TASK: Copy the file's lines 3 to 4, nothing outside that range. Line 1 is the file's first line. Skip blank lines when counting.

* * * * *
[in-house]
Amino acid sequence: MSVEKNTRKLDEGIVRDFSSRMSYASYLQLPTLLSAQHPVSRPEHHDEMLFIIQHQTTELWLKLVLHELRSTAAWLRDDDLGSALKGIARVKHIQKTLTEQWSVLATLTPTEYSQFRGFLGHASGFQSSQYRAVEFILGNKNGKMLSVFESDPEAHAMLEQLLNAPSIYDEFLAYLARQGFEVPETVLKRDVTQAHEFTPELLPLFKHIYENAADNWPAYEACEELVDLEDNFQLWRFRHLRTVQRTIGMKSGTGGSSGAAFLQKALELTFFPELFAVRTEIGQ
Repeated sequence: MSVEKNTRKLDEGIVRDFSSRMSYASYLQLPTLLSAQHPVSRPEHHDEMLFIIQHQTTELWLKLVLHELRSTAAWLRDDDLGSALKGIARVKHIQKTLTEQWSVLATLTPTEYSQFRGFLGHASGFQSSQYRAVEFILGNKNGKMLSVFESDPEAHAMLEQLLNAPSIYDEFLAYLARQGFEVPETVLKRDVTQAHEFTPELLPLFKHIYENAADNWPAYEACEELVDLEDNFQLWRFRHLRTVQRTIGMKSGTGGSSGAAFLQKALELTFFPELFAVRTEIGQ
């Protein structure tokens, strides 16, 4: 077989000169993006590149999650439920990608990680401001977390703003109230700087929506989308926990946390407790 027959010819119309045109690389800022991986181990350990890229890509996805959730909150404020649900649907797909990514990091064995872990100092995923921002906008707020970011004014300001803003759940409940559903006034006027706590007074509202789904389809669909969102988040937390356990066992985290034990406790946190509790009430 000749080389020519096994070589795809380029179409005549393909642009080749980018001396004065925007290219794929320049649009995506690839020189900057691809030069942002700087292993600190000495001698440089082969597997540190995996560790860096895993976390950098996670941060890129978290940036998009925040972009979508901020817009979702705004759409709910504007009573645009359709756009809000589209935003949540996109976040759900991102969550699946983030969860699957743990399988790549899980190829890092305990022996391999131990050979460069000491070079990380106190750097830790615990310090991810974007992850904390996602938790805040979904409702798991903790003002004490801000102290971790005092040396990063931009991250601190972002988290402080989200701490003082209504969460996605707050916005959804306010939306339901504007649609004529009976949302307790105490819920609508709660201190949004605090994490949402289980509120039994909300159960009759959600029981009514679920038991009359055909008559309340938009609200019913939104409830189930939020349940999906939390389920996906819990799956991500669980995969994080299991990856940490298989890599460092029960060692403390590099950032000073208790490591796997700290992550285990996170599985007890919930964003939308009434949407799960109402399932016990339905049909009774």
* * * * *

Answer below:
Repeated sequence: MSVEKNTRKLDEGIVRDFSSRMSYASYLQLPTLLSAQHPVSRPEHHDEMLFIIQHQTTELWLKLVLHELRSTAAWLRDDDLGSALKGIARVKHIQKTLTEQWSVLATLTPTEYSQFRGFLGHASGFQSSQYRAVEFILGNKNGKMLSVFESDPEAHAMLEQLLNAPSIYDEFLAYLARQGFEVPETVLKRDVTQAHEFTPELLPLFKHIYENAADNWPAYEACEELVDLEDNFQLWRFRHLRTVQRTIGMKSGTGGSSGAAFLQKALELTFFPELFAVRTEIGQ
């Protein structure tokens, strides 16, 4: 077989000169993006590149999650439920990608990680401001977390703003109230700087929506989308926990946390407790 027959010819119309045109690389800022991986181990350990890229890509996805959730909150404020649900649907797909990514990091064995872990100092995923921002906008707020970011004014300001803003759940409940559903006034006027706590007074509202789904389809669909969102988040937390356990066992985290034990406790946190509790009430 000749080389020519096994070589795809380029179409005549393909642009080749980018001396004065925007290219794929320049649009995506690839020189900057691809030069942002700087292993600190000495001698440089082969597997540190995996560790860096895993976390950098996670941060890129978290940036998009925040972009979508901020817009979702705004759409709910504007009573645009359709756009809000589209935003949540996109976040759900991102969550699946983030969860699957743990399988790549899980190829890092305990022996391999131990050979460069000491070079990380106190750097830790615990310090991810974007992850904390996602938790805040979904409702798991903790003002004490801000102290971790005092040396990063931009991250601190972002988290402080989200701490003082209504969460996605707050916005959804306010939306339901504007649609004529009976949302307790105490819920609508709660201190949004605090994490949402289980509120039994909300159960009759959600029981009514679920038991009359055909008559309340938009609200019913939104409830189930939020349940999906939390389920996906819990799956991500669980995969994080299991990856940490298989890599460092029960060692403390590099950032000073208790490591796997700290992550285990996170599985007890919930964003939308009434949407799960109402399932016990339905049909009774």